Paramount Pictures, via a heavy advertising campaign, is clearly positioning Fatal Attraction as the big thriller of the season. Its confidence is probably well-placed, since this movie is as slick and manipulative as they come, which is to say, it’s also often distastefully effective.
It’s from director Adrian Lyne, and Fatal Attraction displays the same sort of superficiality and gloss as his Flashdance and 9 ½ Weeks. Unlike those films, here Lyne at least has subject matter that is innately compelling.
The story is an utterly simple littler shocker. Married man has a one-night stand with a woman; woman turns out to be crazy and hounds the man and his family; man and family must defend themselves. It’s the kind of devilishly relentless plot that might have burbled up out of the nightmare novels of Cornell Woolrich or Jim Thompson.
However, Lyne dresses things up a bit. The man (Michael Douglas) is a high-priced Manhattan lawyer; the woman (Glenn Close) works for a publishing company he represents. They meet at a party and spend a torrid weekend together while his wife (Anne Archer) and daughter are away. When Douglas tries to break off the affair, Close insists on pursuing it, and she starts calling his office, sending him mad taped messages, and finally showing up in his living room.
Eventually her madness leads to a violent series of conclusions, and Lyne orchestrates the thriller aspects of the movie with some sledgehammer success. He’s still a terribly obvious filmmaker: Are there many directors gauche enough to cut away from a lovemaking scene to a percolating pot of coffee?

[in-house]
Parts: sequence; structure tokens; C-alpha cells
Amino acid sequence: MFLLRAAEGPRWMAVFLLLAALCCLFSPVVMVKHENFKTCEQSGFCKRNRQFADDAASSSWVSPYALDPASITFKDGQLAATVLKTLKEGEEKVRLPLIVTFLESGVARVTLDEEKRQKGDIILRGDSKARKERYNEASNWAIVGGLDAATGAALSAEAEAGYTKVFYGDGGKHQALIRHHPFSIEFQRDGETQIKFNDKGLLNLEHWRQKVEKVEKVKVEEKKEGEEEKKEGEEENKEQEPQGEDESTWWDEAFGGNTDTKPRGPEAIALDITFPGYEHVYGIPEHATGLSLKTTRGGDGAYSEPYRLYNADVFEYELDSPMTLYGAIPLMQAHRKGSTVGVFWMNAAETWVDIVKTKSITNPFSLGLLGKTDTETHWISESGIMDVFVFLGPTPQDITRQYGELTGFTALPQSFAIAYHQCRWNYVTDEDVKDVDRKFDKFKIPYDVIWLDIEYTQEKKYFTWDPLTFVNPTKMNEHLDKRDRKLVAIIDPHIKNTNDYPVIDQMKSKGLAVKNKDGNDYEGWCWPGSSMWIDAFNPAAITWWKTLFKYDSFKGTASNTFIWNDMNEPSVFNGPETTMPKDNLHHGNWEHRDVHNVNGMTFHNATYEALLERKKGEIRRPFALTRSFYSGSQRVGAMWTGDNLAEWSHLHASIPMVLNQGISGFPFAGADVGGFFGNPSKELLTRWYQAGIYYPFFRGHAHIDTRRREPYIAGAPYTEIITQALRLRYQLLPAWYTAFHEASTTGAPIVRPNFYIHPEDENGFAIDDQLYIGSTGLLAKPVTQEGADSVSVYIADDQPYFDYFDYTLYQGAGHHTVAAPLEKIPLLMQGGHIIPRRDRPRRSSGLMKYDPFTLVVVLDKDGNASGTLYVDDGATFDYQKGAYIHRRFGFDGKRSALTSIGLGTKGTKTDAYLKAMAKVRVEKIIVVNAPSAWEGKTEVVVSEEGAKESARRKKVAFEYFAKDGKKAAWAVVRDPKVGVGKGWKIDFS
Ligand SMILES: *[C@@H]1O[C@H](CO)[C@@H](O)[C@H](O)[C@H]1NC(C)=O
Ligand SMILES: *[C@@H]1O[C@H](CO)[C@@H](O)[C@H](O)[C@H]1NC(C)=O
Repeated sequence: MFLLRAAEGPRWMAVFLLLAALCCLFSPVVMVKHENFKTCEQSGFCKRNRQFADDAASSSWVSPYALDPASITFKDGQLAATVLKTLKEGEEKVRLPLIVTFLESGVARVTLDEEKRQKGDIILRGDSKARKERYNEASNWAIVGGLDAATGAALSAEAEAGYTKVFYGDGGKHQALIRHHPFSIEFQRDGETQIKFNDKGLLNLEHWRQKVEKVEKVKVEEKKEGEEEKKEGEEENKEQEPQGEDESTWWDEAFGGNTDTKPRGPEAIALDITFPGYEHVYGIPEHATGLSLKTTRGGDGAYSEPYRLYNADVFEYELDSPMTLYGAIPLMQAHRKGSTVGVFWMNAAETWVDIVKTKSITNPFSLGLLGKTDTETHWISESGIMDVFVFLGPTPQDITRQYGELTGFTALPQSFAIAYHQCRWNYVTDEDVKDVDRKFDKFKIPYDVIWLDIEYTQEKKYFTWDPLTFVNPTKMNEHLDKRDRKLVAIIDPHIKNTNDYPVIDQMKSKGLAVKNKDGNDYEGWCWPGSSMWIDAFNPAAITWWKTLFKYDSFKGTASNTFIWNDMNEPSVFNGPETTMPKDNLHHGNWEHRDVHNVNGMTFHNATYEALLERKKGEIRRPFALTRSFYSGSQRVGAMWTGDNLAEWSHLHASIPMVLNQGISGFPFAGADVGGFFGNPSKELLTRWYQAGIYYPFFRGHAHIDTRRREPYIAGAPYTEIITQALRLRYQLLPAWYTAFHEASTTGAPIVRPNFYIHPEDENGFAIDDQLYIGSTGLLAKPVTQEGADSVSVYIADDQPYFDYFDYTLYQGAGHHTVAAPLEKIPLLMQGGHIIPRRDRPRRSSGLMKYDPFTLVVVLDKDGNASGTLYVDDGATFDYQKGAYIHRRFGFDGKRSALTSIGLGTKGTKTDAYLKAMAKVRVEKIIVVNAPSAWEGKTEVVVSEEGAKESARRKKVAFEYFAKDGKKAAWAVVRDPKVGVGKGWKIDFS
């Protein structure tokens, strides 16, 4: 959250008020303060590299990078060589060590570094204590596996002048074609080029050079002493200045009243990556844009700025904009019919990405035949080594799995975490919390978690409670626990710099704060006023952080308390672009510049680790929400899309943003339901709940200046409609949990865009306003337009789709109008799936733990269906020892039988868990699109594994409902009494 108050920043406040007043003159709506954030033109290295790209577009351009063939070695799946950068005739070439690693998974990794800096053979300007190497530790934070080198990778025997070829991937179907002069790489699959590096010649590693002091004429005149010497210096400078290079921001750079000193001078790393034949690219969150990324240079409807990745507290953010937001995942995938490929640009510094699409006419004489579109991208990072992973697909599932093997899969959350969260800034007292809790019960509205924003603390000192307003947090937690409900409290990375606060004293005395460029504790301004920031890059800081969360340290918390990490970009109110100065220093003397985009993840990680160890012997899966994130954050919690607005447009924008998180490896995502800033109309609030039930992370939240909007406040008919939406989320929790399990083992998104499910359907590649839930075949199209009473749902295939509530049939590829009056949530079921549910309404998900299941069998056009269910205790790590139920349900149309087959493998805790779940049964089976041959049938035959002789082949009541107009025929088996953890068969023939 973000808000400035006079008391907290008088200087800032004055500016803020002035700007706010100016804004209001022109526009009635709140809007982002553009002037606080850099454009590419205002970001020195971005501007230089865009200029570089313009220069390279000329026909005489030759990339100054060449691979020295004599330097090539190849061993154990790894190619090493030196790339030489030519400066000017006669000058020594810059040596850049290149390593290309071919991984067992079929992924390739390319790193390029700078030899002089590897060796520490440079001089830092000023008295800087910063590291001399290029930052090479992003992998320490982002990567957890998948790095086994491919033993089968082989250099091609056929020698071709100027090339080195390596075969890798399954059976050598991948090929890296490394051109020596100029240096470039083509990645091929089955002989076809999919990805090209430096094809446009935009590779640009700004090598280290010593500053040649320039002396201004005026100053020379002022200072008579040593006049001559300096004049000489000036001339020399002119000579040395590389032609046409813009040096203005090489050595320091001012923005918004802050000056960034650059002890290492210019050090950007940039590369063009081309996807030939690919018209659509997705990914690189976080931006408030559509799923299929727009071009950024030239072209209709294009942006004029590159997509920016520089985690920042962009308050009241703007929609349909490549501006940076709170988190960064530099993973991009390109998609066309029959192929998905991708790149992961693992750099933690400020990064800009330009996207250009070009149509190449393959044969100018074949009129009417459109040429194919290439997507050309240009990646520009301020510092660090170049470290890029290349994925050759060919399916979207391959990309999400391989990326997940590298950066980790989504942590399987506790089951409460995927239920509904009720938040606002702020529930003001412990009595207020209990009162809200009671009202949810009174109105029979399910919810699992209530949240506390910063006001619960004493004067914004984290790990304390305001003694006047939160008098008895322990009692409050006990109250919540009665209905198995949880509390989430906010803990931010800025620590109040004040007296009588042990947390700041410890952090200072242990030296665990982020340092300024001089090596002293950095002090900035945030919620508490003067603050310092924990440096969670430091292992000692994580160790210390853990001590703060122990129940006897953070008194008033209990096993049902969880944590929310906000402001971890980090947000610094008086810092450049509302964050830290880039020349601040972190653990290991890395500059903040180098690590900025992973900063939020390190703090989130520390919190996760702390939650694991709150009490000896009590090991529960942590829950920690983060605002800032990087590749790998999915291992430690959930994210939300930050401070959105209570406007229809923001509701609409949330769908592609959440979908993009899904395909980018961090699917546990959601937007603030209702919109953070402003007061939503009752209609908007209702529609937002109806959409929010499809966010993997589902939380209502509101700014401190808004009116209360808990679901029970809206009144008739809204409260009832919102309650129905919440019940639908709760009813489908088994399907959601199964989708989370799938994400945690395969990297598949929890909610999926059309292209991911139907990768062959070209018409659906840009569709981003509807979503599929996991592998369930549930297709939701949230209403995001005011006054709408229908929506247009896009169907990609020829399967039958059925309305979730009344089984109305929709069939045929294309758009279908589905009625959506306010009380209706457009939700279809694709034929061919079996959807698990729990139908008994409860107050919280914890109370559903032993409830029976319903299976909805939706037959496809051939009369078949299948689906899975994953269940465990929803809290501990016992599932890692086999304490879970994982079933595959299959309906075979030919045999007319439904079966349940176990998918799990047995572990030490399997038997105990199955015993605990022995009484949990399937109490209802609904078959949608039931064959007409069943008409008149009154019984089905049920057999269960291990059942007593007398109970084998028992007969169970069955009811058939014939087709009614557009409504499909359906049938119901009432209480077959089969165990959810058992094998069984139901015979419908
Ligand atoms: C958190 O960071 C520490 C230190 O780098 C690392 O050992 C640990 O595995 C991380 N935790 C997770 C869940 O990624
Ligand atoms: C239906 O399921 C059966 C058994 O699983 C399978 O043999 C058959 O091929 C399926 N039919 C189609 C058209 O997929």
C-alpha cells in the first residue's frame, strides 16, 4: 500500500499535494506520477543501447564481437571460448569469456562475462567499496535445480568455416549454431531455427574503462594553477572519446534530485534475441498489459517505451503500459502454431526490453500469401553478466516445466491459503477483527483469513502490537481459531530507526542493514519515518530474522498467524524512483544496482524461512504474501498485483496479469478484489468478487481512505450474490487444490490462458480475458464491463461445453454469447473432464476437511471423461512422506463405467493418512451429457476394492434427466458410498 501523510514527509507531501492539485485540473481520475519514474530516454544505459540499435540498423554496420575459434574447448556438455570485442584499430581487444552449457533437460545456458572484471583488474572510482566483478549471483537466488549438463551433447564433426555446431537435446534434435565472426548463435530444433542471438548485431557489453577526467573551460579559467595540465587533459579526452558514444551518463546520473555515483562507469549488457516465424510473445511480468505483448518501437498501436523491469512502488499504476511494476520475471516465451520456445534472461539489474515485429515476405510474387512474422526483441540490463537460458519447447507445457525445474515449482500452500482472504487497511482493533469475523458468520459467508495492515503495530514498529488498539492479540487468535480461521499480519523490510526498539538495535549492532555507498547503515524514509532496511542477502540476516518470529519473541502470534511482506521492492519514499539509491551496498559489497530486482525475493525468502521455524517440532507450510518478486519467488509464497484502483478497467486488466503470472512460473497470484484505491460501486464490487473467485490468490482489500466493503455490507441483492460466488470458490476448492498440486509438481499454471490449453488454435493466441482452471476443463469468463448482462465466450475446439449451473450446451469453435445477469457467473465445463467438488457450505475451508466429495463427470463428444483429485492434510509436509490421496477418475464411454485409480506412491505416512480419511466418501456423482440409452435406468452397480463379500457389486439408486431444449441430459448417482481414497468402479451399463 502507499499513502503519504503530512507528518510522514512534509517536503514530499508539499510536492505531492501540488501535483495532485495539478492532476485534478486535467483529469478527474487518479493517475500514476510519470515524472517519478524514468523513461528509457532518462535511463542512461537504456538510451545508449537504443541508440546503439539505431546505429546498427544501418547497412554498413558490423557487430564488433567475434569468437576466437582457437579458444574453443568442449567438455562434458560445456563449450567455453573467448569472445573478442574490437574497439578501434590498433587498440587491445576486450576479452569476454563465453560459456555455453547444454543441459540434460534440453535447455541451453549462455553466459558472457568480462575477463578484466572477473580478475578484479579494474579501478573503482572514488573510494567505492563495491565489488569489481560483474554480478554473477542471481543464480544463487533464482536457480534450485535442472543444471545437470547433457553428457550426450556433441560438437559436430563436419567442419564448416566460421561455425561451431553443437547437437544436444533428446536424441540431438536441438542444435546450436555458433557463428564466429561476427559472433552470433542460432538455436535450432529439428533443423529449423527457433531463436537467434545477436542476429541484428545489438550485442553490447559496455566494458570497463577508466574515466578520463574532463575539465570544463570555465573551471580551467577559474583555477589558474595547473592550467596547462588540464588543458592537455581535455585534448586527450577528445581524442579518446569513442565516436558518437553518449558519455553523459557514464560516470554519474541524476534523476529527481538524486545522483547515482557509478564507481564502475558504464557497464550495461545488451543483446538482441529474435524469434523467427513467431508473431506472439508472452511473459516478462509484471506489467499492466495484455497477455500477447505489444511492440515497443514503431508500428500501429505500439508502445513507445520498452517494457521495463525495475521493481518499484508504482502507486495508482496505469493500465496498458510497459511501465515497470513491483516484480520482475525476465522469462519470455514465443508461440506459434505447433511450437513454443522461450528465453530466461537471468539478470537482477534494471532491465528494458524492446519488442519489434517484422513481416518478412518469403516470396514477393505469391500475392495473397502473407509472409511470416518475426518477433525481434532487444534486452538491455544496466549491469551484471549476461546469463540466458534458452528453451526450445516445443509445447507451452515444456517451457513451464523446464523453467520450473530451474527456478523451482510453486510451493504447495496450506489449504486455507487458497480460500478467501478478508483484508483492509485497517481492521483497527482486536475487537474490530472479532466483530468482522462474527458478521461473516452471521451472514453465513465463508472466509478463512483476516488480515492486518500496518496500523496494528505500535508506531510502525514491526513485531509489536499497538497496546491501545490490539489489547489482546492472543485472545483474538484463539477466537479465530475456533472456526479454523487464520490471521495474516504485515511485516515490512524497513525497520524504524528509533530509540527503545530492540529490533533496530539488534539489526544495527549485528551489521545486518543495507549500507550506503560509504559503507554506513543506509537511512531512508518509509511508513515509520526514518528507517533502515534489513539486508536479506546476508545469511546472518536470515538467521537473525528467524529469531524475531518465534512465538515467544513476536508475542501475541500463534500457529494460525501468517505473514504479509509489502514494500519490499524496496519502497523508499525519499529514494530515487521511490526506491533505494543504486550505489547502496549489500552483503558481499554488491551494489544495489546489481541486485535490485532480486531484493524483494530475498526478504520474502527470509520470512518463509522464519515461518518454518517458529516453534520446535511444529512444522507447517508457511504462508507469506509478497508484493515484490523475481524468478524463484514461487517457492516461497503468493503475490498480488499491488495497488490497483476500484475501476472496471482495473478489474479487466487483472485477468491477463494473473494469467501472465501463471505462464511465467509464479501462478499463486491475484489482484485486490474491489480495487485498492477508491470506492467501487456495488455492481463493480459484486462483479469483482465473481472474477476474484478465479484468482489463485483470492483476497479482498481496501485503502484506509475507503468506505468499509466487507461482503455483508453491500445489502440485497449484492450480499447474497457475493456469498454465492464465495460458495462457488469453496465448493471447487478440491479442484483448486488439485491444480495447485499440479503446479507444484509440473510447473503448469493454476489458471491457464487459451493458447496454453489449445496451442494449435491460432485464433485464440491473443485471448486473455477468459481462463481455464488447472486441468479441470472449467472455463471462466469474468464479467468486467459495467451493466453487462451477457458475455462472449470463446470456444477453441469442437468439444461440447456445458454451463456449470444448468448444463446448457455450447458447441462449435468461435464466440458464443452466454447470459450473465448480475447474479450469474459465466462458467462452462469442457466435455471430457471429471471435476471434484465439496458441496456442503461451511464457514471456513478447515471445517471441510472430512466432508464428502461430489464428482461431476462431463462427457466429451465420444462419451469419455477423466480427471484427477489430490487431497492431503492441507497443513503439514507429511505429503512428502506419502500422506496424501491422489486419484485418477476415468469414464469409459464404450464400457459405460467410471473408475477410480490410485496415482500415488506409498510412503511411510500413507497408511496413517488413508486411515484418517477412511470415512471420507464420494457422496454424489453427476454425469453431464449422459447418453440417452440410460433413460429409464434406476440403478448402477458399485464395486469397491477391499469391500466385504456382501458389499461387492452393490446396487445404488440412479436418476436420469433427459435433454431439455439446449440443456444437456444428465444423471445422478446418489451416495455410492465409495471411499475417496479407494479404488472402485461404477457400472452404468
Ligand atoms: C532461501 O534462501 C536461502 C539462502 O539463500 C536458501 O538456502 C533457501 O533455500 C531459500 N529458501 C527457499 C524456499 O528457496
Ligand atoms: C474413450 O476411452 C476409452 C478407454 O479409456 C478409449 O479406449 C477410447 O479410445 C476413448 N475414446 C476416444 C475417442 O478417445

Amid the sound and fury, the three main actors are working hard. Anne Archer is one of those people about whom film critics keep wondering—Gee, when is this smart/sexy/funny actress going to get in a good movie? In Fatal Attraction, she suffers a lot, but she does get a few licks in.
Douglas trades on his sagging jowls and hollowing eyes to suggest this man’s moral shiftiness, and he’s pretty good casting. Douglas is about 10 times more interesting when he’s playing weak characters than when he’s playing good guys—a fact he seems finally to be realizing.
Then there’s Glenn Close, who, since The World According to Garp and The Big Chill, has been working to change her image: No more Ms. Nice Guy. She’s certainly not nice here. Most good actors are susceptible to psycho roles, because they’re so darn much fun to play, and Close is probably as good in this role as anyone, quite chilling at times. But finally there’s nothing to this part, regardless of its showiness; the woman’s crazy and she scares people. Neither the movie nor Close can give the character any more meaning than that.
Lyne seems to be mining a number of different subtexts, including fear of women, fear of the city, and (so help me) fear of telephones. But the main undercurrent is probably fear of AIDS. While the disease is never mentioned, the movie is after all about the horror of a casual sexual encounter that produces a lingering, fatal aftermath. In its grim way, Fatal Attraction is a hysterical, anxiety-streaked recruiting poster for fidelity.
First published in the Herald, September 18, 1987
The picture was a smash, confirming Douglas’s big run of significant parts and changing up Close’s image, at least for a while. (Great headline from the National Enquirer or equivalent rag: “The Most Hated Woman in America!” next to a photo of dear Glenn Close.) The movie’s a real scare show, very Old Testament, seemingly designed to shock the rubes into toeing the line. And speaking of Lyne, he hasn’t had a feature out since 2002’s Unfaithful, an attempt to capture the old magic.